Thursday, June 21, 2012

Al Qaeda Pakistan Sues SEAL Team Six for Hostile Work Environment and Wrongful Termination

SAN NARCISO, Calif. (Bennington Vale Evening Transcript) -- America used to be known as the international peacekeeper, but now seems to be emerging as the world's most beleaguered Human Resources department -- and nobody deals with HR unless they've got a hatchet to bury. Consider BP's recent filing of a legal motion against the White House to release over 21 emails related to cabinet-level discussions about the federal response to the Deepwater Horizon disaster two years ago. A court ruled against the request on June 11, stating that the government's deliberations did nothing to alter the fact that nearly a dozen people died while tons of oil saturated the Gulf due to BP's carelessness. BP countered that the government may have taken action before the oil spill had reached the legal limits warranting sanctions and regulatory intervention, and before the loss of employee life had crossed OSHA's implicit tolerance threshold for looking the other way. Congressional Republicans admitted that BP reasoned a much stronger case than the White House.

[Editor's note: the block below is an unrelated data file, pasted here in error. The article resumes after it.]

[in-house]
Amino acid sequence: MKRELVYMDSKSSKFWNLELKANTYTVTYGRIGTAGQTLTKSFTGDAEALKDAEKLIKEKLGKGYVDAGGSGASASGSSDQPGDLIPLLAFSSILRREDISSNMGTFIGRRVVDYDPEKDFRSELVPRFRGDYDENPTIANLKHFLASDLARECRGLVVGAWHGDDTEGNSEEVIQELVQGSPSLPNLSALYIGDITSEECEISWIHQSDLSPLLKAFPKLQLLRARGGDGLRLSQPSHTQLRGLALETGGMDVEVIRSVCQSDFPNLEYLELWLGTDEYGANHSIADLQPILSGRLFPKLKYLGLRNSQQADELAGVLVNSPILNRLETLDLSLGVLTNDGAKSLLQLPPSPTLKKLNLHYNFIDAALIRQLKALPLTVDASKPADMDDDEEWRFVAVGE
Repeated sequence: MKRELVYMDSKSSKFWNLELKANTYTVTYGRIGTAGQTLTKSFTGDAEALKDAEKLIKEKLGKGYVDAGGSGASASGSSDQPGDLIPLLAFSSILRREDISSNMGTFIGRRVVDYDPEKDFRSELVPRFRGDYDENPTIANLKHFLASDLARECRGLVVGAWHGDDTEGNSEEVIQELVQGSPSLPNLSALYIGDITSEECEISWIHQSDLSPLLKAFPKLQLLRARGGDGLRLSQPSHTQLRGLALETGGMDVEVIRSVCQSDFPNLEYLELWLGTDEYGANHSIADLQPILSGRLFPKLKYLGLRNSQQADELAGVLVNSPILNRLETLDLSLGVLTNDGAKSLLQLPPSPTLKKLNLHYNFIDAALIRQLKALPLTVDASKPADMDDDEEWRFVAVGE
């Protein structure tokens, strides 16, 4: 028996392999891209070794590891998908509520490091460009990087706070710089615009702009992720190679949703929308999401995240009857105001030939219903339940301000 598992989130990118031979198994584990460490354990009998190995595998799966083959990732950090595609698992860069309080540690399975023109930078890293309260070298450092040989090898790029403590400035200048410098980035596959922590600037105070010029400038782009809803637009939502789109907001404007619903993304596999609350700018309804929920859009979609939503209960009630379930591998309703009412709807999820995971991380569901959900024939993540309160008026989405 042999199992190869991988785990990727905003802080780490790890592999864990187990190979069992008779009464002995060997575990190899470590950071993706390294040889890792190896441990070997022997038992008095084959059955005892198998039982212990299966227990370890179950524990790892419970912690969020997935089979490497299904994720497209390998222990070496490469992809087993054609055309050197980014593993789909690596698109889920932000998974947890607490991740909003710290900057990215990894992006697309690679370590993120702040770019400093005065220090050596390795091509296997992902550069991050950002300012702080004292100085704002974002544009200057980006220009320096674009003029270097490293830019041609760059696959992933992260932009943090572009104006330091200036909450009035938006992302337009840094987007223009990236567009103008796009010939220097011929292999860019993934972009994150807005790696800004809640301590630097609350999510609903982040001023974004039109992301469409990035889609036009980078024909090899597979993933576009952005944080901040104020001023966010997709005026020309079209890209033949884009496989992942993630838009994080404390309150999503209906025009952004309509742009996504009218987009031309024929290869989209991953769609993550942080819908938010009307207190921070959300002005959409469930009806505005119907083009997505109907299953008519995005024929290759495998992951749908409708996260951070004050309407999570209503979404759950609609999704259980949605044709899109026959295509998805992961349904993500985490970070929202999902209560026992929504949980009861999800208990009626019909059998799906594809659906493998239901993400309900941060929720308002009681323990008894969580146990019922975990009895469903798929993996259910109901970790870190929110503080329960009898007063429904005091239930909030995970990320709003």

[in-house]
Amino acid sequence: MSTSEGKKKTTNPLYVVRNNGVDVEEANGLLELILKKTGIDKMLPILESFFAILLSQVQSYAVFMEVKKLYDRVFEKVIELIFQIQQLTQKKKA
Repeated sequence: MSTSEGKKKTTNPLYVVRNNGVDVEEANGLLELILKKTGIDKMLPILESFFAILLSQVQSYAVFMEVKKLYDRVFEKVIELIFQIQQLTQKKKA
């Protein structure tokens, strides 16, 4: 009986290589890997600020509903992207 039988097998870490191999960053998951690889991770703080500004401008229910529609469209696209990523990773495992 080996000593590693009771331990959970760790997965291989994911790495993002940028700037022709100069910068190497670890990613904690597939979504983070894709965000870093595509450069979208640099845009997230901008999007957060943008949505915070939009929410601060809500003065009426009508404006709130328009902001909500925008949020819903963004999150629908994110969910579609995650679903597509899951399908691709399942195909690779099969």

"Countries around the world are reshaping themselves into competing business entities and centers of commerce, not nation states. Geopolitical rules are being replaced with business procedures," said Len Waybill, head economist of the Peter Pinguid Society. This trend became more apparent Thursday when al Qaeda agencies in Pakistan filed a series of lawsuits alleging that U.S. workers, particularly employees of SEAL Team Six, had violated labor codes and created a hostile working environment that led to the wrongful termination of several executives.

Beyond Petroleum, Beyond Prosecution?